While cannabis is available in many forms, weed carts are one of the most convenient ways to consume concentrated THC (delta 9), CBD, delta 8, or your cannabinoid of choice. But when you’re starting out, it’s common to be confused by all the options available to you.
There’s some essential information all new (and old) vape users should know about carts, and that’s exactly what we’ll be covering in this one-stop guide. We’re here to break down your weed cart questions.
As pleasing as some weed pens are to the eye, they’re useless without a cart.
Simply, a cart is a glass tube that holds cannabis oil and contains an atomizer that heats and vaporizes the oil when attached to a battery. Carts often come filled with various types of oils, such as extracted THC oil or distillates. It is also possible to purchase empty carts to fill with your own oil. If you’re a beginner, pre-filled weed carts are the way to go.
Once you’ve picked up a 510 thread battery, you’ll be able to hook up just about any weed cart your heart desires. A battery or vaping device provides the energy needed for the atomizer to vaporize the oil. The vapor is inhaled through the mouthpiece.
Appearance can vary from cart to cart, depending on the manufacturer, price, size, and the type of oil in the cart.
When you look at a cart, the first component you’ll notice is the glass chamber filled with weed oil. Assuming it’s a high-quality oil that hasn’t been damaged, it will appear translucent and clear, light pink, straw, or amber in color. Most weed oils have a light golden or honey-like appearance. It’s common for air bubbles to develop in the liquid, as well.
Other key parts of your cart are the atomizer and mouthpiece, also obvious to the naked eye. You’ll find the mouthpiece at the top of the cart. Materials differ, but most mouthpieces are made of either metal, plastic, or ceramic. The mouthpiece is often tapered or narrower than the chamber. Within the weed cart’s chamber, you’ll see the atomizer, which contains the heating coil that vaporizes the oil. The coil itself is probably hidden under a metal or ceramic housing.
While it’s true that weed carts come in multiple sizes, 1-gram and half-gram carts are the most common. (The size refers to the amount of the oil it contains, not the weight.)
In order to understand what a high-quality cart looks like, it’s good to know what it shouldn’t look like. Here are a few red flags to look out for while cart shopping.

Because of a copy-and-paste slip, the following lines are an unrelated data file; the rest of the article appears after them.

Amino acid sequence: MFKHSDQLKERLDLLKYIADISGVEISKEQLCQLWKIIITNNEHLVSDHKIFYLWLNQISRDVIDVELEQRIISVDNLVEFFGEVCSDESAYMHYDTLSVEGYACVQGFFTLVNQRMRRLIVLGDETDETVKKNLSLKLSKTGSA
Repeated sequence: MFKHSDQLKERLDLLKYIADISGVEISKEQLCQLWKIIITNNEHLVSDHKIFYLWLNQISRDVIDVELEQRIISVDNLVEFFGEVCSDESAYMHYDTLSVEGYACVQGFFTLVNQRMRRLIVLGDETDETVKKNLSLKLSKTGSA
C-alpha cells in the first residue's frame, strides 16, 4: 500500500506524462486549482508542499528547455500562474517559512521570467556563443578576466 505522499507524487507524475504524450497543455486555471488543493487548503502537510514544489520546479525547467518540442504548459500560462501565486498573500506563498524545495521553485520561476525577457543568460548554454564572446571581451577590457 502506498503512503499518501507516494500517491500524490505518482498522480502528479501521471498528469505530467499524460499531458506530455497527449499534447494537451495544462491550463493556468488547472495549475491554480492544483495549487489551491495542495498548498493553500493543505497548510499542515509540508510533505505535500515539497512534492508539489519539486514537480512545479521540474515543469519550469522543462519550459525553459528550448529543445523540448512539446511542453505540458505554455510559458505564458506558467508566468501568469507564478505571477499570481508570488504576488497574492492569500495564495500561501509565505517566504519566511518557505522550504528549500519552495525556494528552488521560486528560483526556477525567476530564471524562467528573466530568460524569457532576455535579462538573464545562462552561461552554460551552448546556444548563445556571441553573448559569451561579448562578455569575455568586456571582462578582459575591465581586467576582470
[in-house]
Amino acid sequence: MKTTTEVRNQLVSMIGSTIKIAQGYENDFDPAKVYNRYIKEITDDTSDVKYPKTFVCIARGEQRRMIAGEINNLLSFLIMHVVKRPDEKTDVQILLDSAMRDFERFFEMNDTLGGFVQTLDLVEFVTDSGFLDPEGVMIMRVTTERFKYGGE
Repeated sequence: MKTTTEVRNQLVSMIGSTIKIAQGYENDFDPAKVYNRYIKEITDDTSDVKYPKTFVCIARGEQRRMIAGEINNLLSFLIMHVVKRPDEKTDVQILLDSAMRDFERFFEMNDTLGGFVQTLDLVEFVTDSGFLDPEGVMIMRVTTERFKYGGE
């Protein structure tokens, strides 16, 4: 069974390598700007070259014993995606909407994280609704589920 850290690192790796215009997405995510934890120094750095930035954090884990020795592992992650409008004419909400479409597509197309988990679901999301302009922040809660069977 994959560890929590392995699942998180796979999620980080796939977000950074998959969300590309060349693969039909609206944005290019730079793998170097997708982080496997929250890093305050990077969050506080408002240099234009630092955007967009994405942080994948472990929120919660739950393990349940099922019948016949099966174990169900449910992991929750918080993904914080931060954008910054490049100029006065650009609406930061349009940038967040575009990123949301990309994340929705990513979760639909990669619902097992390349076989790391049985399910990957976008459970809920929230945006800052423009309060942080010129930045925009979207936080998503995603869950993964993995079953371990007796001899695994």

Stay away from carts with any of the following attributes:
On the bright side, it’s simple to avoid carts with these qualities. All you need to do is stick to trusted online retailers or licensed dispensaries for all of your cart purchases.
Aside from the physical components mentioned above, there are other terms you’ll commonly hear to describe weed carts and their function.
This includes terminology that’s often misused to describe vape carts, making discussions more difficult and causing misunderstandings. You don’t “smoke” carts, for instance. That’s the whole point of vaping carts.
“Dab carts” is a phrase that’s often used interchangeably with weed carts, although this stems from a misconception about the word “dab.” You don’t dab distillate, weed oil, or live resin carts. Although the oils are concentrated, they aren’t processed into semi-solid concentrates like wax or shatter. Those are properly referred to as dabs; the runny THC oil in a cart is not. Dabs are used in dab pens or e-nails designed for the purpose.
Most weed vapes can be categorized in two ways. Either they feature near-universal 510 threading at the top, or they’re specially designed to work with one company’s device.
The most common type of vape cart is 510 thread. These are easily the most versatile carts, as they are compatible with the majority of batteries sold on the market. In other words, you won’t need to order a specialty battery or device to use your brand-new weed oil cart.